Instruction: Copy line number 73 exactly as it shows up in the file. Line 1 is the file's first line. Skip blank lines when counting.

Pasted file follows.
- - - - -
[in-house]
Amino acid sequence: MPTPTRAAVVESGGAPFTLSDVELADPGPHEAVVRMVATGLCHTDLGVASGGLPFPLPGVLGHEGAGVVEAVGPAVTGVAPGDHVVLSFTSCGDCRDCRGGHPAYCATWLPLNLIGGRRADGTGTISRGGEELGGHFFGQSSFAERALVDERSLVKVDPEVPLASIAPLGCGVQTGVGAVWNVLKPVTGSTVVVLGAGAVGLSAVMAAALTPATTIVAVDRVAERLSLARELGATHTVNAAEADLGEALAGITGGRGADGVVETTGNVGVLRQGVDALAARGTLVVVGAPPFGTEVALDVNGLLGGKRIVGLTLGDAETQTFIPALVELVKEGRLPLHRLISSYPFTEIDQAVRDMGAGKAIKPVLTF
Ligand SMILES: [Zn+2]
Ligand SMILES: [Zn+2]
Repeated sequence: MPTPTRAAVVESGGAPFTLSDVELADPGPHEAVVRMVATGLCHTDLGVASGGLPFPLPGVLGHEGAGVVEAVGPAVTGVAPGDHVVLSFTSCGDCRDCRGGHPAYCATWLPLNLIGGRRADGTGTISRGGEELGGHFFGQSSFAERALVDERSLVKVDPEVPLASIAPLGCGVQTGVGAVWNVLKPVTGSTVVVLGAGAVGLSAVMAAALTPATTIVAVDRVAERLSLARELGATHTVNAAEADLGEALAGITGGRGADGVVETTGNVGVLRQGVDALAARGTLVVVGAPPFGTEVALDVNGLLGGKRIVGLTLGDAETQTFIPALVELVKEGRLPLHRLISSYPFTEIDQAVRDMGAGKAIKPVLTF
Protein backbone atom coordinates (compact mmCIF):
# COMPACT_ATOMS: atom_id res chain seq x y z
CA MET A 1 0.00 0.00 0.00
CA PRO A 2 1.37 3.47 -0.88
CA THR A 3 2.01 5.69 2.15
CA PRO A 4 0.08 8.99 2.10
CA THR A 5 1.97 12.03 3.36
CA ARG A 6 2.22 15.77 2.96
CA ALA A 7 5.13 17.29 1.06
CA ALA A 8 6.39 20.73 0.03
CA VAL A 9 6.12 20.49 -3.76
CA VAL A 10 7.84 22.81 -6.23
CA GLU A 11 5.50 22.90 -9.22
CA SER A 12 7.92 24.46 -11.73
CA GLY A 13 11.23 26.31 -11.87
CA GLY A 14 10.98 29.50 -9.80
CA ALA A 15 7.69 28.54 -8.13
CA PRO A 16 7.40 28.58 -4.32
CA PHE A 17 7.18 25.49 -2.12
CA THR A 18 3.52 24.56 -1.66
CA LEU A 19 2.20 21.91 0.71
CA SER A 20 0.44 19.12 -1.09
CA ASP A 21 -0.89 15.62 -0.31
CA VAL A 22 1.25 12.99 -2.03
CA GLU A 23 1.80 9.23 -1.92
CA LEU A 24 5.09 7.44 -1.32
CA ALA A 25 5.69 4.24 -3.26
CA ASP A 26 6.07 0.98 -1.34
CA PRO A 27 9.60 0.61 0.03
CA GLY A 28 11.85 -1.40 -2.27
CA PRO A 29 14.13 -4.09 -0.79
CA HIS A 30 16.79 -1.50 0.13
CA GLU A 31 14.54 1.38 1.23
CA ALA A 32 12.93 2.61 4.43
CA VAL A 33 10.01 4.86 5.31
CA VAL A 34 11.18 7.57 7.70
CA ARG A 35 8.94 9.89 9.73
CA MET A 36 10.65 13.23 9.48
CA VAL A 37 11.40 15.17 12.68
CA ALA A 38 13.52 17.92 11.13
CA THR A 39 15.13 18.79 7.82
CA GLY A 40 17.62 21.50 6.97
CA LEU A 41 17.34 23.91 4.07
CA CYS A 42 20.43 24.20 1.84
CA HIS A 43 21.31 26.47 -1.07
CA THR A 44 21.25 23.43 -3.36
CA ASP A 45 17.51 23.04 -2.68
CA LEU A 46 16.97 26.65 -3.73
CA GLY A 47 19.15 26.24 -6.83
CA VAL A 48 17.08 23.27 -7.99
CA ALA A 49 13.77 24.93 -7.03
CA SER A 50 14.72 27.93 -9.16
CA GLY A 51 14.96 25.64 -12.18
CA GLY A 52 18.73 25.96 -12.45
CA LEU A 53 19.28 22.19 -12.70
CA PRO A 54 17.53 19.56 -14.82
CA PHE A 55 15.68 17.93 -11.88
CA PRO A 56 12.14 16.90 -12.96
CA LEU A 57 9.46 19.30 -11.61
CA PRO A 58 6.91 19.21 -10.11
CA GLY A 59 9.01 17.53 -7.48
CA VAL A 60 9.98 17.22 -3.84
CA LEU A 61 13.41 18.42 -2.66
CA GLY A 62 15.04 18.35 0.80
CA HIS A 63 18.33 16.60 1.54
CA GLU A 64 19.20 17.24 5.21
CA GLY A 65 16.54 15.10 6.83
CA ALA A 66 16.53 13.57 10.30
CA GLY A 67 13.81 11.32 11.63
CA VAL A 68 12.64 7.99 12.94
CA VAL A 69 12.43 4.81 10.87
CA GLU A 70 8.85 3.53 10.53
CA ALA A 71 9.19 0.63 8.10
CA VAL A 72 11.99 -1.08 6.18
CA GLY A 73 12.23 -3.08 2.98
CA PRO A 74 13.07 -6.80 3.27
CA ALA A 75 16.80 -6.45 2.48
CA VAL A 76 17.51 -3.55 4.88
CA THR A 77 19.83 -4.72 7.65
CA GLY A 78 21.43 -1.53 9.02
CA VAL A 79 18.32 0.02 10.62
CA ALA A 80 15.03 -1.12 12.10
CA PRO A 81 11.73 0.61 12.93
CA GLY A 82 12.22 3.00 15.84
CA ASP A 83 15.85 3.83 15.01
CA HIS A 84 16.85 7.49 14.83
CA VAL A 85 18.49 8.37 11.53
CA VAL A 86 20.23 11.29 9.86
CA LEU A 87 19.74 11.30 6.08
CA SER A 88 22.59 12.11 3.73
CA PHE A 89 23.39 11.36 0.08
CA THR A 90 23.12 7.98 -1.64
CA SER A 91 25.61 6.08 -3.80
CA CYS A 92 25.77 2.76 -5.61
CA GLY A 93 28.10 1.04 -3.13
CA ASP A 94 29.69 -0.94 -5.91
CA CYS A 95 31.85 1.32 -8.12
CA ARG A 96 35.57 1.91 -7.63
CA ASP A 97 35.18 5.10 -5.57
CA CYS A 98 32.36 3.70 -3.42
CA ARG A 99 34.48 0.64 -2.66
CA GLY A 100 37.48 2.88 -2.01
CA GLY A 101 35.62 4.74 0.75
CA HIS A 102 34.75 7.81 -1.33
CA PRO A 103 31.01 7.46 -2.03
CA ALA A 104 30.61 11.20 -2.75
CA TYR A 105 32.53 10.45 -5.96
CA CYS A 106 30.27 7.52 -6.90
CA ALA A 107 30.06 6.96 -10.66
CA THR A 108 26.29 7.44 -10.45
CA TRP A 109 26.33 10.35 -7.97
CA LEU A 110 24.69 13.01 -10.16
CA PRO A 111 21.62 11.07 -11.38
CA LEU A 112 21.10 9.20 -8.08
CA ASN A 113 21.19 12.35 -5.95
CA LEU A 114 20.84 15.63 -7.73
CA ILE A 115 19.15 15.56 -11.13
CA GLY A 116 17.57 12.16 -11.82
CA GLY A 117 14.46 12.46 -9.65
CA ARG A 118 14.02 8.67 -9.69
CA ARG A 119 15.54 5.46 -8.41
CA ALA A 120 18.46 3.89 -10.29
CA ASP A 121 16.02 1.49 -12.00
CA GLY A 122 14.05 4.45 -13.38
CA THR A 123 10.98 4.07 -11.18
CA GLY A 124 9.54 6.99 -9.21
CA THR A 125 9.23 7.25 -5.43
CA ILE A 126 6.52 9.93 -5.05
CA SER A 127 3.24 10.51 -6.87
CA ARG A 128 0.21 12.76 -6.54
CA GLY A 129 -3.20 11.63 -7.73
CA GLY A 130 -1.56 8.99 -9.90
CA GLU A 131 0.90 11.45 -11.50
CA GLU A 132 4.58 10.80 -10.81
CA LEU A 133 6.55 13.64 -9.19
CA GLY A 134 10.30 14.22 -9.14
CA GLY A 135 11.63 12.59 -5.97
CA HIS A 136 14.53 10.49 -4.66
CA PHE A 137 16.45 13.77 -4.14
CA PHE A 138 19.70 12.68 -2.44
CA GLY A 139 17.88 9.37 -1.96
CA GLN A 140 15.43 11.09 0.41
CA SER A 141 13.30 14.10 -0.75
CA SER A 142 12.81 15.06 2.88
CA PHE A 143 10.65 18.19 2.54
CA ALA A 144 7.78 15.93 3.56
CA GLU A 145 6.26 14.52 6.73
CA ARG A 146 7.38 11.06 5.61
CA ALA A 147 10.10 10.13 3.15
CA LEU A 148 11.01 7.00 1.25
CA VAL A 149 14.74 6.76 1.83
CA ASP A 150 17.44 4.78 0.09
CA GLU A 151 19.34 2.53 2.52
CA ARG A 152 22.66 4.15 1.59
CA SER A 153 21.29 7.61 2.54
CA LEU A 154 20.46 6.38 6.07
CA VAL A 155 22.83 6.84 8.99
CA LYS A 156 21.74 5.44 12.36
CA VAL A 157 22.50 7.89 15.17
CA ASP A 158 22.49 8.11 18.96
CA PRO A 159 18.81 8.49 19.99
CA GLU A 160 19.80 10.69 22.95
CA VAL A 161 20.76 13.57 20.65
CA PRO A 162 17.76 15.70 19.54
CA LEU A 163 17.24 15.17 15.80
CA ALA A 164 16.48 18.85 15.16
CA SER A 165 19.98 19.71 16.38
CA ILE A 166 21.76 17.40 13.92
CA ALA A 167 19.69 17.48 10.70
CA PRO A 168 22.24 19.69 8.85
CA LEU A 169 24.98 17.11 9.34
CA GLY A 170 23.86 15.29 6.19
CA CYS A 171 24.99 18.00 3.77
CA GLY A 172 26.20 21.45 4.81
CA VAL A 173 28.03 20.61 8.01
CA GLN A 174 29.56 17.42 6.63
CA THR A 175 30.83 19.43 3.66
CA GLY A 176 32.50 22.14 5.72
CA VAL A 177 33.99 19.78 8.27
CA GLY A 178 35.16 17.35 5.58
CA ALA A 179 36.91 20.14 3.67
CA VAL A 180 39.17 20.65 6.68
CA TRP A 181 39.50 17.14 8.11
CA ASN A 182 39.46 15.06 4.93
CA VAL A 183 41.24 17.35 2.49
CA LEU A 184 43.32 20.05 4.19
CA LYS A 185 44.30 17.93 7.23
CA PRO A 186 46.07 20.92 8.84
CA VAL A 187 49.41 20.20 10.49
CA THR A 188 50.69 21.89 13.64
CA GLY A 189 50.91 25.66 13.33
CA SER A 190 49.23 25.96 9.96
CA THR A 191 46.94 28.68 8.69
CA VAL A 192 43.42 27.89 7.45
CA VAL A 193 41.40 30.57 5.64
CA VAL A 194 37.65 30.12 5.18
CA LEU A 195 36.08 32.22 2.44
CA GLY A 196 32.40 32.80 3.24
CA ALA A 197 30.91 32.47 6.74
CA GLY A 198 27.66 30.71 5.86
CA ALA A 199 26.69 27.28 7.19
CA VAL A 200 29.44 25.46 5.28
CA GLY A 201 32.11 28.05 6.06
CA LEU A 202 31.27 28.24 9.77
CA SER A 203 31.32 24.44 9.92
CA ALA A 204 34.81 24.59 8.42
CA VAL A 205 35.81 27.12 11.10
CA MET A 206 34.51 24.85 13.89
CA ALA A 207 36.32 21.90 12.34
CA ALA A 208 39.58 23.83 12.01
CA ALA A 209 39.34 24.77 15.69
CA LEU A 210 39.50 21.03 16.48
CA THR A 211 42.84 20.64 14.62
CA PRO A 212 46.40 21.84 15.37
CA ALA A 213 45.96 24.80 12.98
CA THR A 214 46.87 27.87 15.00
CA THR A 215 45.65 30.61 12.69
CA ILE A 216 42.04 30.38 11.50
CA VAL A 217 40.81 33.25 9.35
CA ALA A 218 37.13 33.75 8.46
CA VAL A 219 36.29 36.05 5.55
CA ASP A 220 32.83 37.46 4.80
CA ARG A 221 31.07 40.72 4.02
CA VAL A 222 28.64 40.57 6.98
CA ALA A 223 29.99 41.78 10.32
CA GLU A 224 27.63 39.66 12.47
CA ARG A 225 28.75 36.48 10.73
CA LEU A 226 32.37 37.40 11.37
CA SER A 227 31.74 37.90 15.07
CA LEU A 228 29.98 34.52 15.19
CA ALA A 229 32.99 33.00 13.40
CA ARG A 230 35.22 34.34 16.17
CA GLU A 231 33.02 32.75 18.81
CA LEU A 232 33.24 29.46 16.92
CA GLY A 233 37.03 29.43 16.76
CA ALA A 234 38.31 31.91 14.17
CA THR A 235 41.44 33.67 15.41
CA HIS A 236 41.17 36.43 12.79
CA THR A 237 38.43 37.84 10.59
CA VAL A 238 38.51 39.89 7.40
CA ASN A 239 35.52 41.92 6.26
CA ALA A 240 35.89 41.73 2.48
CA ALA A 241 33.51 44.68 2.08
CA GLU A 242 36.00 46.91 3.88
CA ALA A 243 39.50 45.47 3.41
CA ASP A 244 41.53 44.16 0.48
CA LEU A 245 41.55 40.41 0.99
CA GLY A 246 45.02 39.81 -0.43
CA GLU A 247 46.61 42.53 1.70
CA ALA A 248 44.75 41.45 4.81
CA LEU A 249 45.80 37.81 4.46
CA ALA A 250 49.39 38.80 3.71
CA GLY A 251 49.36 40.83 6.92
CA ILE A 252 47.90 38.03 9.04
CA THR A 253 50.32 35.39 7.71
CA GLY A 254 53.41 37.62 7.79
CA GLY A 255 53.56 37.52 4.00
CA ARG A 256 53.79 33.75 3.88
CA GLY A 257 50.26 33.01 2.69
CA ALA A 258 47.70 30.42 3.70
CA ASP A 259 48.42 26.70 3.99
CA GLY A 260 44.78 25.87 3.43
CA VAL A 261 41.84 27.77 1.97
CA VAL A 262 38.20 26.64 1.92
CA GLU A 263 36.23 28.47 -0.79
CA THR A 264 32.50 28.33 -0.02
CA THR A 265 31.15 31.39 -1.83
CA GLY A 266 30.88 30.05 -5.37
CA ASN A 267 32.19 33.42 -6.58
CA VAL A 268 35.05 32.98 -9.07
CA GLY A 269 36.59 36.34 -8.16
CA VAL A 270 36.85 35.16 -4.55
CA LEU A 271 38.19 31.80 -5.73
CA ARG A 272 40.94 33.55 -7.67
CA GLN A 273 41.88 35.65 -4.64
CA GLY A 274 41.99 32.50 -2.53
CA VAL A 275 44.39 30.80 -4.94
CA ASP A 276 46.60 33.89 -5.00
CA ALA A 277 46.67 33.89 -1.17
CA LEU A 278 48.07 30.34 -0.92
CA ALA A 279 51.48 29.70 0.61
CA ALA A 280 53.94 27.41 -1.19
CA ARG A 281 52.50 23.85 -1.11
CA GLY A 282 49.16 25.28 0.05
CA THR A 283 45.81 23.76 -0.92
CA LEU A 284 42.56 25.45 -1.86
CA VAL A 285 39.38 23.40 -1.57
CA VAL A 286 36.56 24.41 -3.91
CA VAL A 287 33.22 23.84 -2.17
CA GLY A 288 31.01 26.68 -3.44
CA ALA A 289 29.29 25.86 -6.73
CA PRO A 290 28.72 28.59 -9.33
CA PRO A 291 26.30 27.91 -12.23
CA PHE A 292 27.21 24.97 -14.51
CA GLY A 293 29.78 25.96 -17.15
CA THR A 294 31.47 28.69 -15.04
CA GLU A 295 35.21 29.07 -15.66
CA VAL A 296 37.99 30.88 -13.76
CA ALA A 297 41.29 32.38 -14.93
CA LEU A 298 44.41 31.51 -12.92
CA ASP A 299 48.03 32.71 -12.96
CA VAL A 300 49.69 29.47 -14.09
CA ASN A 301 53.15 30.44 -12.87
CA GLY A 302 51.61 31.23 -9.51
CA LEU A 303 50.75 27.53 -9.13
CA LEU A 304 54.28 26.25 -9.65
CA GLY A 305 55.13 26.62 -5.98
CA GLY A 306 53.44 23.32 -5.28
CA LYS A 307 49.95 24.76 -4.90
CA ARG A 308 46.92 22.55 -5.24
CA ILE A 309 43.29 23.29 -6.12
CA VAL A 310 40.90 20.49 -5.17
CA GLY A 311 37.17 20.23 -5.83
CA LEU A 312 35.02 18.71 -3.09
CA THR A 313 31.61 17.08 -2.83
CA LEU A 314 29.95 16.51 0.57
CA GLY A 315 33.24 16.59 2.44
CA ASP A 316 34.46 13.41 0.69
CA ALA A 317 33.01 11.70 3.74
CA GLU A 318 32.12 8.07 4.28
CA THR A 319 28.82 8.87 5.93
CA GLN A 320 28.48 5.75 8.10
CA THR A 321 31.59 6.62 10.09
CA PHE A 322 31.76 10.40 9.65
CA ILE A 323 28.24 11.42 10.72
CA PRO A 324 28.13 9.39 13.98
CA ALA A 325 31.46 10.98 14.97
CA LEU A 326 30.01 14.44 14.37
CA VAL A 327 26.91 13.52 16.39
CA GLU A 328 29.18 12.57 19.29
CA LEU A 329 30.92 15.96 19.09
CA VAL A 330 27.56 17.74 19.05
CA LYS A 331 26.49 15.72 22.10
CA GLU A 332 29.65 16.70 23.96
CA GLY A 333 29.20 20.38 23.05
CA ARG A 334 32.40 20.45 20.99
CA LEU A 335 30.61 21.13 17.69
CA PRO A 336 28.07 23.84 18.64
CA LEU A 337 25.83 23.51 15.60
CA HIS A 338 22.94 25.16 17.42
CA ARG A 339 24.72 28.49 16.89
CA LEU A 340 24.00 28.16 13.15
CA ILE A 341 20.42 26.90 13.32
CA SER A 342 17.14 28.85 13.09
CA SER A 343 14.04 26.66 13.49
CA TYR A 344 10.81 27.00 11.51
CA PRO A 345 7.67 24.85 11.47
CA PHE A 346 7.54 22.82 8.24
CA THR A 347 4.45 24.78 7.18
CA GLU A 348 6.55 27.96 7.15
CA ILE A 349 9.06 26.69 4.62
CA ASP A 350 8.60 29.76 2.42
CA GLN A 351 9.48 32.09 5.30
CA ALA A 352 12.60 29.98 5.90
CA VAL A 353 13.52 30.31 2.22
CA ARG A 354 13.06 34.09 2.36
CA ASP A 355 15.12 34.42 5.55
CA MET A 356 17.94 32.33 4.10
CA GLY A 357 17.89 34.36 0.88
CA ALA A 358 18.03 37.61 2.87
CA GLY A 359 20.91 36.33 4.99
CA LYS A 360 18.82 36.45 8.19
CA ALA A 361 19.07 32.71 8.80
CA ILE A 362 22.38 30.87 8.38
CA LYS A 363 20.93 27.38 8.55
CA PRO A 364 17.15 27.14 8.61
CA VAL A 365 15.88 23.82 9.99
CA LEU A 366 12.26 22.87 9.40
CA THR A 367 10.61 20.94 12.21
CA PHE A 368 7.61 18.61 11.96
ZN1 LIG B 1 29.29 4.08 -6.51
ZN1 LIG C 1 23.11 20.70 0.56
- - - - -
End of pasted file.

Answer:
CA ALA A 66 16.53 13.57 10.30